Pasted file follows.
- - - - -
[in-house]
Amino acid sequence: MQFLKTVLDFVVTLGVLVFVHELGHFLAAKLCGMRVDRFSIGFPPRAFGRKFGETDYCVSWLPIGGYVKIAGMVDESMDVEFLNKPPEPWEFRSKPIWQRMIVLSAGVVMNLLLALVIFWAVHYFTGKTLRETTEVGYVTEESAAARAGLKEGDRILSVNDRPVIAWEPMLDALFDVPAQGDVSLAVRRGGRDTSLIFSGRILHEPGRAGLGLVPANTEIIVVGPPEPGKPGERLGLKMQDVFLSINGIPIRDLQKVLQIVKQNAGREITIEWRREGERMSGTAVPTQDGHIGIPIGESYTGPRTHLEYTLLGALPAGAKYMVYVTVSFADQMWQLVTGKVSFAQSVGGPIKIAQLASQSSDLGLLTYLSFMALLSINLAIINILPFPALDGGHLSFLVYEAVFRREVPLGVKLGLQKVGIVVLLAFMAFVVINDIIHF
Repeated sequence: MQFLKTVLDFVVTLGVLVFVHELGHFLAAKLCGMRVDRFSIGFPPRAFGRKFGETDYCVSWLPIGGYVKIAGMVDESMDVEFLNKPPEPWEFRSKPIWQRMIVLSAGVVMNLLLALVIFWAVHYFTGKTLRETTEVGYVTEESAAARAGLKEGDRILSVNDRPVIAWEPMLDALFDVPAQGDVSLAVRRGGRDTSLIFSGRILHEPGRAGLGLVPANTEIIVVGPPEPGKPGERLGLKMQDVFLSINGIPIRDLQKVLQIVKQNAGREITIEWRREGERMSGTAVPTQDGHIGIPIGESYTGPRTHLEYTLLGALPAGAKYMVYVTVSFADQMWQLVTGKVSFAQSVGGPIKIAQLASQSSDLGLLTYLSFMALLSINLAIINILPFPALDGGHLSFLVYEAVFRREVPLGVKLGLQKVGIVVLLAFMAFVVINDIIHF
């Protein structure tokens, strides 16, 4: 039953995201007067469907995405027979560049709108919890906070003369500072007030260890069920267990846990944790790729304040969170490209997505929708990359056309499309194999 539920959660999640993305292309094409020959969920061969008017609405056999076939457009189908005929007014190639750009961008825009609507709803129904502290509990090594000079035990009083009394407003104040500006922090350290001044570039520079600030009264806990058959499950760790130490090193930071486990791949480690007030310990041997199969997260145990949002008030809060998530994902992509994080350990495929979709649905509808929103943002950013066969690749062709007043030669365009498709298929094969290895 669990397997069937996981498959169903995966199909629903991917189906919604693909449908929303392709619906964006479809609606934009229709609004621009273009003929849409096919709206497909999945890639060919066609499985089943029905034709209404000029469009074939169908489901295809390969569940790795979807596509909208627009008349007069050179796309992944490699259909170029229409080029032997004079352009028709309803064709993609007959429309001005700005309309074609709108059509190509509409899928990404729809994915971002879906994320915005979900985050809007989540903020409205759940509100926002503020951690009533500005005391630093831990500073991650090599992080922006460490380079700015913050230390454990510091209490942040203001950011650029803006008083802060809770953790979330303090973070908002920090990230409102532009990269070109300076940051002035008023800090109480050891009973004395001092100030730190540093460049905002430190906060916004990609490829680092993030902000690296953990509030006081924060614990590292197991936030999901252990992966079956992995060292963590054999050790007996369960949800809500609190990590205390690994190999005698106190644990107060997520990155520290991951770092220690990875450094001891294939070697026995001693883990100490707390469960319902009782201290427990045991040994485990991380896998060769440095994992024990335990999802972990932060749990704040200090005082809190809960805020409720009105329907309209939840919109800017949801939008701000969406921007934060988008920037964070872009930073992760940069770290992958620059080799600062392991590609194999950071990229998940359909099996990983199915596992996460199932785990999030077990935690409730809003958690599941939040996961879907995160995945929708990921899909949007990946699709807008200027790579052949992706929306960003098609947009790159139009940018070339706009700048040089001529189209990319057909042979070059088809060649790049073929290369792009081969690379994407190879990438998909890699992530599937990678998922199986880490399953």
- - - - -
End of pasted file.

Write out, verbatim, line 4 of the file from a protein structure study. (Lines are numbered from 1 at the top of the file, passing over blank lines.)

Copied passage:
């Protein structure tokens, strides 16, 4: 039953995201007067469907995405027979560049709108919890906070003369500072007030260890069920267990846990944790790729304040969170490209997505929708990359056309499309194999 539920959660999640993305292309094409020959969920061969008017609405056999076939457009189908005929007014190639750009961008825009609507709803129904502290509990090594000079035990009083009394407003104040500006922090350290001044570039520079600030009264806990058959499950760790130490090193930071486990791949480690007030310990041997199969997260145990949002008030809060998530994902992509994080350990495929979709649905509808929103943002950013066969690749062709007043030669365009498709298929094969290895 669990397997069937996981498959169903995966199909629903991917189906919604693909449908929303392709619906964006479809609606934009229709609004621009273009003929849409096919709206497909999945890639060919066609499985089943029905034709209404000029469009074939169908489901295809390969569940790795979807596509909208627009008349007069050179796309992944490699259909170029229409080029032997004079352009028709309803064709993609007959429309001005700005309309074609709108059509190509509409899928990404729809994915971002879906994320915005979900985050809007989540903020409205759940509100926002503020951690009533500005005391630093831990500073991650090599992080922006460490380079700015913050230390454990510091209490942040203001950011650029803006008083802060809770953790979330303090973070908002920090990230409102532009990269070109300076940051002035008023800090109480050891009973004395001092100030730190540093460049905002430190906060916004990609490829680092993030902000690296953990509030006081924060614990590292197991936030999901252990992966079956992995060292963590054999050790007996369960949800809500609190990590205390690994190999005698106190644990107060997520990155520290991951770092220690990875450094001891294939070697026995001693883990100490707390469960319902009782201290427990045991040994485990991380896998060769440095994992024990335990999802972990932060749990704040200090005082809190809960805020409720009105329907309209939840919109800017949801939008701000969406921007934060988008920037964070872009930073992760940069770290992958620059080799600062392991590609194999950071990229998940359909099996990983199915596992996460199932785990999030077990935690409730809003958690599941939040996961879907995160995945929708990921899909949007990946699709807008200027790579052949992706929306960003098609947009790159139009940018070339706009700048040089001529189209990319057909042979070059088809060649790049073929290369792009081969690379994407190879990438998909890699992530599937990678998922199986880490399953």